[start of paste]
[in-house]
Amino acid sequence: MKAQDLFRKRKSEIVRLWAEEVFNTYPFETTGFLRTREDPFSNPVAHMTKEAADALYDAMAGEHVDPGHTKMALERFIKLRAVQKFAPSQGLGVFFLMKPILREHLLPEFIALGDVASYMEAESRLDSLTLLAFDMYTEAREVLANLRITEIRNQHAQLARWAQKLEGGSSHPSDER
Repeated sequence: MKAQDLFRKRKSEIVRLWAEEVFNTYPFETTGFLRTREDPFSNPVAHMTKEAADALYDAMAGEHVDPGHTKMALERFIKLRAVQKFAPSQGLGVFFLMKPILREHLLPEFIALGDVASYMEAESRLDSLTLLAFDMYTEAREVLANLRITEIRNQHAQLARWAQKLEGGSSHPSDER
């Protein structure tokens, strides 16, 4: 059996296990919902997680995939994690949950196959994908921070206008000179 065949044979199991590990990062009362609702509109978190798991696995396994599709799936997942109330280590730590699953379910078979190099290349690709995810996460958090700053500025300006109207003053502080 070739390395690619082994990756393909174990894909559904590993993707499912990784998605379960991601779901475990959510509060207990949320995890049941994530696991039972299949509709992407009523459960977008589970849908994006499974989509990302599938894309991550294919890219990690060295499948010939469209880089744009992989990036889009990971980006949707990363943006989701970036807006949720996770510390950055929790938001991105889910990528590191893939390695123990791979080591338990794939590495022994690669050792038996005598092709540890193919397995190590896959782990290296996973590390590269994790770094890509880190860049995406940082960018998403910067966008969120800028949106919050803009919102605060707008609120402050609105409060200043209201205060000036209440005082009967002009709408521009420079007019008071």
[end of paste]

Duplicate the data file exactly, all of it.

[in-house]
Amino acid sequence: MKAQDLFRKRKSEIVRLWAEEVFNTYPFETTGFLRTREDPFSNPVAHMTKEAADALYDAMAGEHVDPGHTKMALERFIKLRAVQKFAPSQGLGVFFLMKPILREHLLPEFIALGDVASYMEAESRLDSLTLLAFDMYTEAREVLANLRITEIRNQHAQLARWAQKLEGGSSHPSDER
Repeated sequence: MKAQDLFRKRKSEIVRLWAEEVFNTYPFETTGFLRTREDPFSNPVAHMTKEAADALYDAMAGEHVDPGHTKMALERFIKLRAVQKFAPSQGLGVFFLMKPILREHLLPEFIALGDVASYMEAESRLDSLTLLAFDMYTEAREVLANLRITEIRNQHAQLARWAQKLEGGSSHPSDER
């Protein structure tokens, strides 16, 4: 059996296990919902997680995939994690949950196959994908921070206008000179 065949044979199991590990990062009362609702509109978190798991696995396994599709799936997942109330280590730590699953379910078979190099290349690709995810996460958090700053500025300006109207003053502080 070739390395690619082994990756393909174990894909559904590993993707499912990784998605379960991601779901475990959510509060207990949320995890049941994530696991039972299949509709992407009523459960977008589970849908994006499974989509990302599938894309991550294919890219990690060295499948010939469209880089744009992989990036889009990971980006949707990363943006989701970036807006949720996770510390950055929790938001991105889910990528590191893939390695123990791979080591338990794939590495022994690669050792038996005598092709540890193919397995190590896959782990290296996973590390590269994790770094890509880190860049995406940082960018998403910067966008969120800028949106919050803009919102605060707008609120402050609105409060200043209201205060000036209440005082009967002009709408521009420079007019008071």